In what is to be Dennis DeYoung’s final album – 26 East Vol 2 will not disappoint DeYoung or so those old Styx fans who still miss him as part of the band. Assuming Dennis is at peace with this being his last, one can’t help but feel a bit sad for him, having created such a fantastic repertoire of music for fans, and here it is – the Grand Finale! And a bit sad [regardless of what you think of his departure from Styx], that he ends his career not as part of the legendary band he helped create and lead for many years. Although I have not picked up everything Dennis did outside of Styx, the guy’s music holds a place for me as one of my first favorite bands whom I collected right til they split in the ’80s, and who’s lyrics usually meant something . I hope the guy has a book in his retirement plans! Having said all that, I enjoyed 26 East Vol 1 last year, but I think I just may enjoy this one a good bit more. At first I thought the cover was a bit odd, a throw back to the ’60s, but really it’s a nod to Meet The Beatles! There is plenty of reflecting in this diverse batch of tunes, and a few nods to his past with Styx, and plenty of those old Styx harmonies. The album opens with “Hello Goodbye”, and it’s a Beatles’ inspired upbeat pop number, complete with horns, and plenty of Beatles references. Sure there’s a few ballads, most notably “Your Saving Grace” and “Always Time”, which would have fit well on a classic Styx album.
Actually there are a few tracks here that wouldn’t be out of place on a Styx album, and thus will appeal greatly to those fans, like “Proof Of Heaven” which – with those harmonies and chorus remind me of the track “Pieces Of Eight”, and of course “The Isle Of Misanthrope” sees DeYoung return to those progressive Styx cuts. “There’s No Turning Back Time” is an early favorite here, starting as a ballad and going through a few changes and picking up the pace when the band kicks in, and lyrically one of a number of songs here that just may bring out an emotional reaction to those fans of DeYoung’s writing.
Aside from the opening track there is some catchy upbeat stuff, such as “Land Of The Living” [this would’ve made a fine single at one point], and the rock track “The Last Guitar Hero” [with Tom Morello of Rage Against The Machine], a song citing rock being dead due to technology, a great tune. The album ends with a revisit of “The Grand Finale”, so wonderfully put on here, as it caps off more than just another album.
Such a great set of songs, varied, touching on everything DeYoung was best known for in Styx. Fans will appreciate it, as he kinda returns home [minus the band] on this album. Very much looking forward to getting the gatefold vinyl LP, opening it up. putting it on the record player, and enjoying it as I did with those old Styx albums decades ago.
RELEASE DATE: June 11, 2021
Former Styx frontman Dennis DeYoung is back with the second volume of his fond farewell to recorded music, “26 East, Vol. 2.” As with the preceding volume, “26 East, Vol. 2” once again hints strongly at DeYoung’s rock roots with Styx. The production and musicianship are EPIC, and those timeless vocal arrangements get delivered in spades. A fitting goodbye and a final signature on an outstanding body of work which will stand the test of time!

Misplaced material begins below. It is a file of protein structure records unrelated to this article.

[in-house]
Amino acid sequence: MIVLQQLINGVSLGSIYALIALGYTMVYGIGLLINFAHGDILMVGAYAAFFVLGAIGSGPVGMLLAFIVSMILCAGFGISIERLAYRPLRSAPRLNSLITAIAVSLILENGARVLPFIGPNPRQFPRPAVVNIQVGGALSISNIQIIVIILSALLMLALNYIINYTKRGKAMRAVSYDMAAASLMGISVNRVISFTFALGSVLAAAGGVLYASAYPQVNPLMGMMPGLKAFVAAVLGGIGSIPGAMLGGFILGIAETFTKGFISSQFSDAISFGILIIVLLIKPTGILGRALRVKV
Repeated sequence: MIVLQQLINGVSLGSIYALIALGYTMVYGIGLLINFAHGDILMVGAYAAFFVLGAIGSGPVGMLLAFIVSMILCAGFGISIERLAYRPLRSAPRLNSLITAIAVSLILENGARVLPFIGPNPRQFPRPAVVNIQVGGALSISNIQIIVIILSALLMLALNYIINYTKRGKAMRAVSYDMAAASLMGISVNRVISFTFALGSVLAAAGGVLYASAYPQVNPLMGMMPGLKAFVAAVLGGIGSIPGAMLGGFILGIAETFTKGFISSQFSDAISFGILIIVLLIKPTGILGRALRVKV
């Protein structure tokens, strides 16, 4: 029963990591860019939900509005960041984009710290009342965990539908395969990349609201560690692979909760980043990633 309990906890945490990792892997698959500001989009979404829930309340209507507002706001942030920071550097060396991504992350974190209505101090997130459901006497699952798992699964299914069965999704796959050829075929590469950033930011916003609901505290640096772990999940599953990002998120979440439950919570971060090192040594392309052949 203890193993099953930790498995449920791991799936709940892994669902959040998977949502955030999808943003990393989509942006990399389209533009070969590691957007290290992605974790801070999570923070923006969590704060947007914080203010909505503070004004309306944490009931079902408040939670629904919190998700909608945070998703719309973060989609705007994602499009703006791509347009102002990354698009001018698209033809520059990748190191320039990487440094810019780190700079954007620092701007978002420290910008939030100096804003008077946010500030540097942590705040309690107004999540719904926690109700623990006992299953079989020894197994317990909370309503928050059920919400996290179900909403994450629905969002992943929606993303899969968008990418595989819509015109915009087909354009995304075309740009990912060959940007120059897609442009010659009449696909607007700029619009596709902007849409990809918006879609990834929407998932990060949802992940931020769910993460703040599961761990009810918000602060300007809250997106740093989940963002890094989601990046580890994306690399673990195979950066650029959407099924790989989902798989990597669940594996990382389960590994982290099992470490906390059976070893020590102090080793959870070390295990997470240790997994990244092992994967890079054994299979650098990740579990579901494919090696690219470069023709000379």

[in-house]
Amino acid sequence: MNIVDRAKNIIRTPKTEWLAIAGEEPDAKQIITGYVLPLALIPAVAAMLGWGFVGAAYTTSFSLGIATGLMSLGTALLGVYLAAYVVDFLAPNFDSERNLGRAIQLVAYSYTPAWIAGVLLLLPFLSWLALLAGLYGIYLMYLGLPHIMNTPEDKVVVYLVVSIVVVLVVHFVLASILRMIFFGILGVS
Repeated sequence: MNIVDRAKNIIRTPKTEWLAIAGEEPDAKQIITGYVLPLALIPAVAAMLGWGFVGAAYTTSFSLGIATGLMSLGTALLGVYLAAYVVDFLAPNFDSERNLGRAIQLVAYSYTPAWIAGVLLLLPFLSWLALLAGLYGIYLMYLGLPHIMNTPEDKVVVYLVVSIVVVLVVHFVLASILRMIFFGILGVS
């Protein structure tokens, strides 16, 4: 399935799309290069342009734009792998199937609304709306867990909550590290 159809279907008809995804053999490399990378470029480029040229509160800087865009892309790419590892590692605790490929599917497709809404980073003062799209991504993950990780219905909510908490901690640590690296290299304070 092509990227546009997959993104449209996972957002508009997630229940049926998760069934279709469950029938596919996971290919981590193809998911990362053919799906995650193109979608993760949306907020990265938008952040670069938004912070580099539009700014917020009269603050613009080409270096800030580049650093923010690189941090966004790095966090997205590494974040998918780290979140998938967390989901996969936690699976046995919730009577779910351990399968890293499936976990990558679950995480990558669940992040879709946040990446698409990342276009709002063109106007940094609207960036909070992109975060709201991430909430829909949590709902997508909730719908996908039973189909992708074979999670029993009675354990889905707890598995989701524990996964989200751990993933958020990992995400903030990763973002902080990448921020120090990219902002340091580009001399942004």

DeYoung has previously stated that “26 East” will mark his retirement from the world of recorded music. It was thanks to Frontiers CEO, Serafino Perugino, that given the abundance of material, Dennis agreed to split the album in two parts. This second half starts where the previous one left off and sees DeYoung collaborate again with the awesome Jim Peterik, a fellow Chicagoan and nearby neighbor, for the songwriting on select tracks.
“The last album was supposed to be my final album, but there were so many songs written that Serafino Perugino, CEO of Frontiers, suggested dividing it into two albums rather than one,” DeYoung states.
“26 East” was the address where DeYoung grew up in Roseland, IL on the far south side of Chicago. This is where the band was formed in his basement in 1962. Across the street lived the Panozzo twins, John and Chuck, who along with DeYoung would go on to form the nucleus of Styx.
The process that brought forth the album beginning in the first place started when Jim Peterik, a fellow Chicagoan and nearby neighbor, sent a song to Dennis.
“If not for Jim Peterik’s encouragement, talent and prodding I would not have recorded this music,” says DeYoung. “He once told me the world needed my music; to which I replied ‘have the world text me for verification.’ We collaborated from the get go, happily and seamlessly and at this time we have written 9 songs together of which five will be on Volume 1. Just two Chicago guys doing what they do best, making music and having a laugh.”
Land Of The Living
The Last Guitar Hero (Featuring Tom Morello)
Your Saving Grace
Proof Of Heaven
Made For Each Other
There’s No Turning Back Time
Little Did We Know
The Isle Of Misanthrope
Vocals: Dennis DeYoung
Drums: Mike Morales, Ed Breckenfeld, Matthew DeYoung & The Late Khari Parker
Guitar: Jim Peterik, Mike Aquino, August Zadra, Jim Leahey
Solo on Last Guitar Hero: Tom Morello “The Great Houdini”
Bass: Jim Peterik, Jim Majors, Me on Synth Bass.
Keyboards: Me & Why Not?
Horns on Hello Goodbye, The Ides Of March: Tim Bales, Steve Eisen & Henry Delgado
Background Vocals: Jim Peterik, August Zadra, Kevin Chalfant, Suzanne Deyoung, Tito Gobi, Craig Carter, Mike Morales & Me. Mostly Me, I Work Cheap And Was Always Available. Besides My Voice Always Reminds People Of A Very Popular ’70s And ’80s Group. No, Not The Pointer Sisters.
Michael Manson Gospel Group on Your Saving Grace
Matthew DeYoung would like to dedicate his performance on the Grand Finale to his mentor John Panozzo. The ride cymbal Matthew used was given to him by John.
KJJ, 05 / ’21